DW: Here I'm moving into territory that I'm not really qualified to comment on, but what the hell. I read in some magazine (the name of which I cannot for the life of me recall at the moment) that most Canadian literature is about "memory and loss." That's no fun. The Canadian novels that I've read seem to fall mainly into a couple of broad categories: Historical coming-of-age stories set in the prairies, and historical coming-of-age stories set in urban immigrant neighbourhoods. All the drama comes from family conflict and the memories thereof, plus, surprisingly often, experiences of war and the memories thereof. Maybe I just haven't read enough, but those are my impressions. A press like The Workhorsery is a vital outlet for those of us who don't find those stories all that appealing. If you like 'em, more power to you. You've got lots to choose from. But let's at least have the option of reading something else.

JM: You're in the midst of quite a busy blog tour right now. Is there something you hope to gain from the experience besides more readers? You've said the Internet is your second home and that if pressed, you might answer the question, "why the hell publish a paper book?" Consider yourself pressed.


DW: Considering the number of readers I have at this early stage is probably statistically close to zero, I will shamelessly admit that my primary motivation for doing this blog tour is to increase that number to a positive integer. But my secondary motivation is the novelty of the idea. When will I ever get the chance to do something like this again?

I suppose I could say something about how much I value the opportunity to make connections with Canada's literary community, but in truth, I'm a dyed-in-the-wool introvert. It's unusual for me to make connections with anyone. I live on the Internet, yes, but I'm a congenital lurker. When I do post, it's usually anonymously. Now I've got a blog of my own and everything. What have I become?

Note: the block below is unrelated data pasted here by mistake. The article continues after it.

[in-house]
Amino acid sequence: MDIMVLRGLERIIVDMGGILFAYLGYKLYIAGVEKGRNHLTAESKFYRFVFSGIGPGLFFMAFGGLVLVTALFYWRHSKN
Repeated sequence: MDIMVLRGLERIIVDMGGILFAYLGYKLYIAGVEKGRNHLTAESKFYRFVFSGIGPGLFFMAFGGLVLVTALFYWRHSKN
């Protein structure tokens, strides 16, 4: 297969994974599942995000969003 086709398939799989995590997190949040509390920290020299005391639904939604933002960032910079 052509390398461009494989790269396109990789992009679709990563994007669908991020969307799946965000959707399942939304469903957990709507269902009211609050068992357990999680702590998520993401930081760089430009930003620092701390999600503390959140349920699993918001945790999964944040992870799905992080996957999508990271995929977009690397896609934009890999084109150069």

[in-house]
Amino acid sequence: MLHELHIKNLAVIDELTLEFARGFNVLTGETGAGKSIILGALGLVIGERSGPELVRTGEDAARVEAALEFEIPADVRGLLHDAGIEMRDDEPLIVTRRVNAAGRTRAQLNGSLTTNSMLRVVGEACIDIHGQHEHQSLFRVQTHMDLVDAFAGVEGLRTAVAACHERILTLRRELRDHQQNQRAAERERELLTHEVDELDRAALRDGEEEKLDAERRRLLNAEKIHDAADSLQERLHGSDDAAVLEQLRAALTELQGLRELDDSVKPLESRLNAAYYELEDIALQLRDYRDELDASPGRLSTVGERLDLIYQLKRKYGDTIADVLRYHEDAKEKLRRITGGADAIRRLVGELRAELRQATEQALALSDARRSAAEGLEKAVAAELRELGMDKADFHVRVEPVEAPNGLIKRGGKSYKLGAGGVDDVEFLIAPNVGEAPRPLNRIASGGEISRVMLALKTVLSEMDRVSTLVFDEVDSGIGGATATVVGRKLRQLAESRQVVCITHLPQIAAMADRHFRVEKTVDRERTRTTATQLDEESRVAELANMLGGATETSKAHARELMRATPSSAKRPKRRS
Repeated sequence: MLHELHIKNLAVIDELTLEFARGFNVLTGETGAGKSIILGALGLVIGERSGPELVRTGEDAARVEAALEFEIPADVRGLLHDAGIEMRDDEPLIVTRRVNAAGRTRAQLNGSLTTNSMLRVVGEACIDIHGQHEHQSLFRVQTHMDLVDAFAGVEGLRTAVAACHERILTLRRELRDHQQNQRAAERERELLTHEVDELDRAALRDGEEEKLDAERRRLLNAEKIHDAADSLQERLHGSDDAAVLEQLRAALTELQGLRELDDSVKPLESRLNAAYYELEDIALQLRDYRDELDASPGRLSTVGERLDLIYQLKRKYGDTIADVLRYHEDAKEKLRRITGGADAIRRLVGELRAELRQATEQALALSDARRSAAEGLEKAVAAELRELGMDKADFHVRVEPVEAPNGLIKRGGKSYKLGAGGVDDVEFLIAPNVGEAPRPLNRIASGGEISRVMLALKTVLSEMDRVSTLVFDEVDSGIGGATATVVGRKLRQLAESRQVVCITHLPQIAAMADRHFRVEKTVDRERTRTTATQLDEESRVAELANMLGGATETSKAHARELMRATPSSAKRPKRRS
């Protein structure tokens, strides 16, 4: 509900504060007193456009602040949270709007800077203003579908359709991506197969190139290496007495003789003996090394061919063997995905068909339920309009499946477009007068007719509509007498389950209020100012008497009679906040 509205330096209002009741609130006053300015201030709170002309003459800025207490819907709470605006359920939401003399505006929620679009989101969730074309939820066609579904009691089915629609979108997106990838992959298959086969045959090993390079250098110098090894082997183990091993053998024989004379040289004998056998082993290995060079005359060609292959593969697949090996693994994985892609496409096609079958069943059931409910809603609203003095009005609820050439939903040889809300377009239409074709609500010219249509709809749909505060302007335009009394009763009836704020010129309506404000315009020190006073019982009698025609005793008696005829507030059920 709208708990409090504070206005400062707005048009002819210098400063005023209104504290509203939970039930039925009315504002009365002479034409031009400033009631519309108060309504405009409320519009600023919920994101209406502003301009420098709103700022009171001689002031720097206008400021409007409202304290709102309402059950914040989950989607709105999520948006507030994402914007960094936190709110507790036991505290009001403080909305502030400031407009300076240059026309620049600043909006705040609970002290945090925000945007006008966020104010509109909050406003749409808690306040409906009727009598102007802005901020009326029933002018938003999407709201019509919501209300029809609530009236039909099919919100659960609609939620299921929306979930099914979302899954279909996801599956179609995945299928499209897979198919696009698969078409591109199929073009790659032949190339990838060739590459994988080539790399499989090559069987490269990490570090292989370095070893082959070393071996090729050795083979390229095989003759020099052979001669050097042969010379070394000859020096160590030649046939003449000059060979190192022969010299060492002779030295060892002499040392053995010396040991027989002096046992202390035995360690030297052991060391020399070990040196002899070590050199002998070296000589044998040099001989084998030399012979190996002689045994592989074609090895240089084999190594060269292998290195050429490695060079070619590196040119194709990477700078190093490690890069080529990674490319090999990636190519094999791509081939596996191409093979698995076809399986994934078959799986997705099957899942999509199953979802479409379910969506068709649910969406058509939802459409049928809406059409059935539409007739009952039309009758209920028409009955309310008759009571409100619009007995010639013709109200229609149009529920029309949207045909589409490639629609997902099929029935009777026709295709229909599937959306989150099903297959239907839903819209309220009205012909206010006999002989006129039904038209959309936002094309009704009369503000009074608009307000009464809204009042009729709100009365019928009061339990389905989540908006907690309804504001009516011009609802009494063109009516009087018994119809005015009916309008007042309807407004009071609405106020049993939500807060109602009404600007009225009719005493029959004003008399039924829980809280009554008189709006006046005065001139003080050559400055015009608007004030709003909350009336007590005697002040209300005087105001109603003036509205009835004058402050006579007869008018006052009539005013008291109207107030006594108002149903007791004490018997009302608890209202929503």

Why the hell publish a paper book? Because I think in a decade or two, it's something that just won't be done anymore, and I wanted to be part of the last generation of writers that killed trees in the name of literature. Call it a kink. We're moving through a transitional phase here, and I want to take the ride. Everything is going digital. I went out and bought a Kobo the day they went on sale, and when I use it I find I don't miss the feel of paper in my hands at all. I look forward to being part of the first generation of writers that leaves the trees where they are.

JM: Will there be a sequel?

DW: Probably not a direct sequel. I do have an idea for a semi-sequel. It wouldn't involve any of the characters from Pitouie, but it would take place in the same continuity, to use a concept from the comic book world. At the moment, it's nothing but a few pages of handwritten notes. Besides, there's other stuff I want to work on first. I will be back. Oh yes. You haven't heard the last of me.

Thanks to Derek for being such a good sport and to the kind people at Workhorsery (especially Todd) for helping arrange this!

1 comment:

Barbara Bruederlin said...

Damn, Derek gives a good interview! Of course it doesn't hurt that he was asked well researched questions that had a lot of meat to them.

He sounds quite delightful and now I would really like to read his book. The interview definitely worked, then, in aiding his quest for world domination.